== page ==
The fields of cognitive, affective, and behavioral neuroscience have been with us for many years now, and have served to spawn an ever growing body of research that has helped to clarify the mechanisms by which the brain gives rise to the diverse processes that govern our thoughts, emotions, and behaviors. These fields of research have grown exponentially as more and more tools have become available for invasive and noninvasive measures of brain function in both humans and animals, and as information about the human and animal genomes has increased. These advances in neurosciencebased tools have clearly advanced our knowledge and understanding of brain—behavior relationships. However, there is also a danger that lurks in the shadows of these methodological and empirical advances. This danger is that the enticement of understanding neural processes sometimes leads us to forget about the exact phenomena that we ultimately wish to understand and explain—namely, cognitive, affective, and behavioral processes. What do I mean by danger? I mean the concern that we often seem to prioritize the sophistication of our neural and genetic tools and theorizing over our psychological tools and theorizing, and that we may overlook the absence of linkage between neural (e.g., imaging results at a range of levels) or genetic findings and well—grounded psychological theories about specific cognitive, affective, or behavioral mechanisms. In other words, we can be seduced by the “call of the brain mechanism,” without a reminder of the phenomena we wish to explain.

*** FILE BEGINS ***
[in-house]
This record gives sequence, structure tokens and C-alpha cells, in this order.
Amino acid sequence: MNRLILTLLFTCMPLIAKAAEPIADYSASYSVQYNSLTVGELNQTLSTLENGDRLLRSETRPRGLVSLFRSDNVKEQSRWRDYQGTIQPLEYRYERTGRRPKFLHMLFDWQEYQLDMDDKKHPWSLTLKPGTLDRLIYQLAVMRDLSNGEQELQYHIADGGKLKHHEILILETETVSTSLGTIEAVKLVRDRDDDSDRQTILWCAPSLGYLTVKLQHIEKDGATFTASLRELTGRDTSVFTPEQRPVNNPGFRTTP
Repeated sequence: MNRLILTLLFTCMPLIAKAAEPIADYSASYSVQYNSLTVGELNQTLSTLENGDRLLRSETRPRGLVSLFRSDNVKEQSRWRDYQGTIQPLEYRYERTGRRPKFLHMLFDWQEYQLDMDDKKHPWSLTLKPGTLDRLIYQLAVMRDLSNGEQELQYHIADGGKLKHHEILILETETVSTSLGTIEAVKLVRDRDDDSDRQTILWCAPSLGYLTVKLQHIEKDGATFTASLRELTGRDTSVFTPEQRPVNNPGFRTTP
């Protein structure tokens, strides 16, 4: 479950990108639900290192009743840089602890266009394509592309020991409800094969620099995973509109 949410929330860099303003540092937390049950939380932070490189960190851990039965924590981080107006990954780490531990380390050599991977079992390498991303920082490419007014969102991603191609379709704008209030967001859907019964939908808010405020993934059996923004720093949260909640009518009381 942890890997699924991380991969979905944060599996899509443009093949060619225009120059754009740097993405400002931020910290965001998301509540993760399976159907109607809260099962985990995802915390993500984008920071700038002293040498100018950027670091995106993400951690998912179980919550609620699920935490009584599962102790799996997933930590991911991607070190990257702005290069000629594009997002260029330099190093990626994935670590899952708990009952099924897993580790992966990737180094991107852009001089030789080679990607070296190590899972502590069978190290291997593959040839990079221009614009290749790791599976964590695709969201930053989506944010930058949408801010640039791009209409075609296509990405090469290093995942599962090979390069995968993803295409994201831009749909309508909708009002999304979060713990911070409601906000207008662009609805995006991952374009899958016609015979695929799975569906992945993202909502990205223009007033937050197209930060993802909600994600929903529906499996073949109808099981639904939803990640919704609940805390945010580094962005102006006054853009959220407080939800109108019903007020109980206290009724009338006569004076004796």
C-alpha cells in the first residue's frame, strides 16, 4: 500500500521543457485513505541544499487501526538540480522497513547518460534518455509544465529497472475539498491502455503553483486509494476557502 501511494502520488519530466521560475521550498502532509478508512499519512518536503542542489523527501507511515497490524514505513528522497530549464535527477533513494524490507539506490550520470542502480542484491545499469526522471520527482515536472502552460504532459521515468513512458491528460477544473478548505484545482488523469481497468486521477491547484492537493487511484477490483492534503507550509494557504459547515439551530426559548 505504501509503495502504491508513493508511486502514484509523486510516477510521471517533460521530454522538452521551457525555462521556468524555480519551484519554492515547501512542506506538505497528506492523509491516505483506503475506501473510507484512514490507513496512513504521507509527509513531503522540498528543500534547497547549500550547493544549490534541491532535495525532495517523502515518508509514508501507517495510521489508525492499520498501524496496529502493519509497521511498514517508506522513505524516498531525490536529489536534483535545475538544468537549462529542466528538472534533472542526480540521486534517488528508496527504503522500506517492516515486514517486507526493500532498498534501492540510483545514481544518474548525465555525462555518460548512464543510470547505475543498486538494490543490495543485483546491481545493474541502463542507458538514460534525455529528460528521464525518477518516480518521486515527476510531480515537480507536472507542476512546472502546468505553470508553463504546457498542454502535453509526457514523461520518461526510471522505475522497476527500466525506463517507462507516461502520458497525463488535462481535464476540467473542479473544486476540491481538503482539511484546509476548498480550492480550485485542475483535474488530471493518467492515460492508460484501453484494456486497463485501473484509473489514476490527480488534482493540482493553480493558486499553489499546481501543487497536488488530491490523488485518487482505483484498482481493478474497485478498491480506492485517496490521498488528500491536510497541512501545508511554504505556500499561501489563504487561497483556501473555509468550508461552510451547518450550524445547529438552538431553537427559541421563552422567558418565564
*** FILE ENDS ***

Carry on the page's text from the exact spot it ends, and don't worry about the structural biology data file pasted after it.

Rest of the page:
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Barch, D.M. Keeping the “cognitive” in cognitive neuroscience, the “affective” in affective neuroscience, and the “behavioral” in behavioral neuroscience: The CABN mission for the next five years. Cognitive, Affective, & Behavioral Neuroscience 8, 1–2 (2008). https://doi.org/10.3758/CABN.8.1.1